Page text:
In the following issue of Thing John Piggott revealed his interest in running the Poll, which prompted Pete Doubleday to announce his Zine Poll Organiser’s Poll (but he was taking the piss). The results were announced in Thing No.41 – Piggott won, but there were only 7 voters one of which was Piggott. 

Mad Policy No.113 proved to be a turning point. In that issue John Piggott wrote to Richard in the following terms: 

“I personally think there are good reasons why the Poll should be run by other than a zine editor and why you in particular should pass it on: (a) Hobby members in general are nice people and will tend to discriminate in favour of the chap running the Poll if his zine is eligible; (b) Readers of said zine are in any case more likely to vote than others (that’s why MP always receives the greatest number of votes in the Poll despite not having the largest circulation) and so the electorate itself is not a fair sample. 

“These two factors will always give the zine running the Poll an advantage over its competitors. this is true whatever method is used to calculate the results. This year’s formula which used total votes cast rather than averages, simple exacerbated the problem. In addition there is now a third argument specific to you: (c) After a decade of trying, you have at last won your own Poll. Well, congratulations. Silly joking aside, it would be a great shame if a zine the standard of MP failed to win the Zine Poll at some stage during its run. but where will you go from here? Broadway? For the first time, you can’t set yourself a target of doing better in next year’s Poll. A graceful retirement now might save a great deal of recriminations later… Well, as I said, it’s your decision, so off you go and decide. It only remains for me to say what changes I’d like to see made for next year. 

“First, and most importantly, voters should once again be asked to rank all the zines they receive and the main results should be calculated by means of a preference matrix. And since it’s clear that a preference matrix for 150 zines would test the patience of a saint, let alone a Walkerdine, the criteria for eligibility needs to be tightened up a lot: Out with the Soccerdross zines for a start; as far as I’m concerned the name of our Hobby is postal Diplomacy and the zines that don’t run it are in a different hobby… I would also want to see the European zines excluded. Like it or not, connections between the continental zines and the UK hobby are pretty tenuous… Finally, as in previous years, zines should have to be mentioned by a significant proportion of voters in order to feature in the final results.” 

To which Richard replied: “The Zine Poll is my invention, my responsibility and will continue to be run by me for as long as I find it convenient to do so. Arguments such as yours will sway me not a jot (and the gibberish of Pete Doubleday even less so) because any thought of handing it on would come solely from realising that I no longer have the time needed to run the thing properly. However, as it happens, the Poll is a lot of work in a short space of time, and with a monthly zine to run it’s very difficult to fit it all in. So a new home would be very welcome. As you’ve asked for it nicely, you’ve got it. And the best of luck…”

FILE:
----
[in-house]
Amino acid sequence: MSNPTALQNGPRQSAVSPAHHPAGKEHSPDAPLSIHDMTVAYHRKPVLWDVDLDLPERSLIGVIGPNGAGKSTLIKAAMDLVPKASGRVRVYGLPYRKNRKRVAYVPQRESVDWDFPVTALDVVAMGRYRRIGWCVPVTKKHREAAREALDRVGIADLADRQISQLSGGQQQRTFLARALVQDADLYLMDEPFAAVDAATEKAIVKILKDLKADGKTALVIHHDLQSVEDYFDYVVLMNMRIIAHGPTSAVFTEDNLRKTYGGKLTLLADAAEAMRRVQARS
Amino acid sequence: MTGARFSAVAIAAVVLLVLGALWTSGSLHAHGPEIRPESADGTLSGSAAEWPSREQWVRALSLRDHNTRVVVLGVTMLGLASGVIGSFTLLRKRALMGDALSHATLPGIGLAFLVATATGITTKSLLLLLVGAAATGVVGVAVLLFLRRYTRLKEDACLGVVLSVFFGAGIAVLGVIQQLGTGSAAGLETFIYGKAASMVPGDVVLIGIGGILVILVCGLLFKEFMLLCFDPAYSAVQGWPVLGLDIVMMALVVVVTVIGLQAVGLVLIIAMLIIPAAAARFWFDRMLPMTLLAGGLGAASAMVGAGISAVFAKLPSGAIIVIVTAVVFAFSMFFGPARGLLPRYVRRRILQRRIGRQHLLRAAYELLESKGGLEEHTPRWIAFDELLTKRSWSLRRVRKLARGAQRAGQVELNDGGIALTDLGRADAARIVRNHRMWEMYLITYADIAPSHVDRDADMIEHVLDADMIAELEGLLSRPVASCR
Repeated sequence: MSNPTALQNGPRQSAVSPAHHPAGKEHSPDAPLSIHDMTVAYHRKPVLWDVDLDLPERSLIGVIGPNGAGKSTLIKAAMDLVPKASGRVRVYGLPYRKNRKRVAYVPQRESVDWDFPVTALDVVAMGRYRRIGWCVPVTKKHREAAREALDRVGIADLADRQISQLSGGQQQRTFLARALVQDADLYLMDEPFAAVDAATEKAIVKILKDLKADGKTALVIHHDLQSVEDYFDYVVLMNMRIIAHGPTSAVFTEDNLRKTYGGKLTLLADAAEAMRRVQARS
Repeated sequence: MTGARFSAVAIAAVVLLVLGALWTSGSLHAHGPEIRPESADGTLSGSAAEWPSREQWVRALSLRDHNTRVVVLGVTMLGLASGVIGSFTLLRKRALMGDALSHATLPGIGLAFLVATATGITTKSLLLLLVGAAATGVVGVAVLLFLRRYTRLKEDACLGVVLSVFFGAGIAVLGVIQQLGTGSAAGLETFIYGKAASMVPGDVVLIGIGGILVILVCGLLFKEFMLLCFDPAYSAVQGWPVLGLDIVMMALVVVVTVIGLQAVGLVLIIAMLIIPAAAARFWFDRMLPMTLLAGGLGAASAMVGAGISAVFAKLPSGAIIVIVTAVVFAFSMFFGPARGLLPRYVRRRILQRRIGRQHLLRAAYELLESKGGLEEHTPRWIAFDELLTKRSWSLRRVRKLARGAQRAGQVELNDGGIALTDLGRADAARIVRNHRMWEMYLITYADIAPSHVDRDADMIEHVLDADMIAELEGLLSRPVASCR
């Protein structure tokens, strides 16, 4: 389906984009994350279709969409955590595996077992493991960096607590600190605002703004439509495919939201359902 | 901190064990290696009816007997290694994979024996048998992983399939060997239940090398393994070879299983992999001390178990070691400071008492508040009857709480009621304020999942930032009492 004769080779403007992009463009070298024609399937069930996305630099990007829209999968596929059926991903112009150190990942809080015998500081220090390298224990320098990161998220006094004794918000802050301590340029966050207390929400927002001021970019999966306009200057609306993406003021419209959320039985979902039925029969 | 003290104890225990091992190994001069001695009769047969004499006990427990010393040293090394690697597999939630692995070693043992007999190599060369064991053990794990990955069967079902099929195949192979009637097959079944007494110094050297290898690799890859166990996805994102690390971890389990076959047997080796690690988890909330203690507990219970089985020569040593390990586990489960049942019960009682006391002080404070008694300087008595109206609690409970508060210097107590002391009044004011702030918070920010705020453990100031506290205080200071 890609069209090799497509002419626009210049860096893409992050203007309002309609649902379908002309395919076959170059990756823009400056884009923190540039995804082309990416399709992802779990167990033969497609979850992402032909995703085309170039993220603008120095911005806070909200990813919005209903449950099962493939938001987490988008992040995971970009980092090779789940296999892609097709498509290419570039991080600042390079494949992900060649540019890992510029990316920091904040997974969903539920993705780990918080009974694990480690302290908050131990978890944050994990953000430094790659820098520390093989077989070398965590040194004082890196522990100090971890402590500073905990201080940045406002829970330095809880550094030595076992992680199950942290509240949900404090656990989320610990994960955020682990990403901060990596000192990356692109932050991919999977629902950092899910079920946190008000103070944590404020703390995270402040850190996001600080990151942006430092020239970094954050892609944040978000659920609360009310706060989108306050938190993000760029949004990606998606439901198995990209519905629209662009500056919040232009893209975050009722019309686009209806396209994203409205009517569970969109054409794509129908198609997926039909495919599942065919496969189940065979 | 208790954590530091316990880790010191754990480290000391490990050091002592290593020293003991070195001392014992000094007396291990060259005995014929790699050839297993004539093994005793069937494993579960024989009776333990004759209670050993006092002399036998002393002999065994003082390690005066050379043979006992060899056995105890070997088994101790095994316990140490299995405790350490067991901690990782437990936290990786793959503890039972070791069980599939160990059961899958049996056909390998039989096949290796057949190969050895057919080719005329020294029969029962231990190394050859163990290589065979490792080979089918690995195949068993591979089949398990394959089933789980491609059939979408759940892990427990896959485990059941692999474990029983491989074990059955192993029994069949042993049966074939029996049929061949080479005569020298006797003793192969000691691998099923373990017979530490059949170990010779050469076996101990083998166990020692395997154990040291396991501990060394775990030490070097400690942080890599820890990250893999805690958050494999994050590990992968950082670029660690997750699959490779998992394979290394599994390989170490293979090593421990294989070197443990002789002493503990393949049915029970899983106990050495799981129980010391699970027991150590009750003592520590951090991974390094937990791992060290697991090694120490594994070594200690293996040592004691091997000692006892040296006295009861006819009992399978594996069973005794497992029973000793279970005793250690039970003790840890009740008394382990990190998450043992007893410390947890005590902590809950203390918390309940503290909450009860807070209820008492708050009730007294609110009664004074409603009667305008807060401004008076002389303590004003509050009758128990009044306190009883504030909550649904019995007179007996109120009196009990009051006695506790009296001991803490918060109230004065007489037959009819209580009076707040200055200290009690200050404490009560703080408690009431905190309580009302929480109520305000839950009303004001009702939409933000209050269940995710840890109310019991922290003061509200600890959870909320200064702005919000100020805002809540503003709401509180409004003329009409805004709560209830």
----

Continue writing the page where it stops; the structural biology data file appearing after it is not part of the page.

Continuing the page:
So RJW relinquished the Zine Poll to John Piggott.

The Backlash 1986-1988  

John Piggott was a controversial Pollster. The letters pages of Mad Policy carried several denouncements of Richard Walkerdine’s choice for the succession. Take this example from Len George: “In championing Diplomacy only, Mr Piggott is being divisive in a hobby which I, at least, love. Do you really approve of this throw-back to a past era of a lesser hobby?… I think the narrow-minded throw-back is better ignored and must ask myself why you have favoured him. Perhaps your interest in hobby politics is the answer. What better way could there be to ensure the popularity and glory of Walkerdine as Zine Poll organiser than to arrange for him to be compared with an eminently unsuitable successor?” Or how about this gem from Chris Wright: “If John renames his poll the ‘Diplomacy Zine Poll’ [which he did] then that would be a fairly accurate description of what it was about, though perhaps the ‘Bigot Poll’ would be better.” 

After a long and pointless debate about the finer points of including European zines, Irish zines, European zines edited by British nationals, previous Zine Poll winners who don’t run (a) Diplomacy or (b) any games at all, Piggott finally announced the 1986 Zine Poll criteria in July – basically you had to see 2 or more zines and to be eligible a zine had to be based in the British Isles and have published two adjudication of Diplomacy or a Diplomacy variant in the previous year. Bohemian Rhapsody, Diversions, Hopscotch, Rostherne Game Review and Take That You Fiend! were also specifically included at Piggott’s discretion despite not satisfying the above criteria. In essence, what Piggott had done was to also include zines with a substantial cross-over to the main postal Diplomacy hobby – a practice which continues to this day.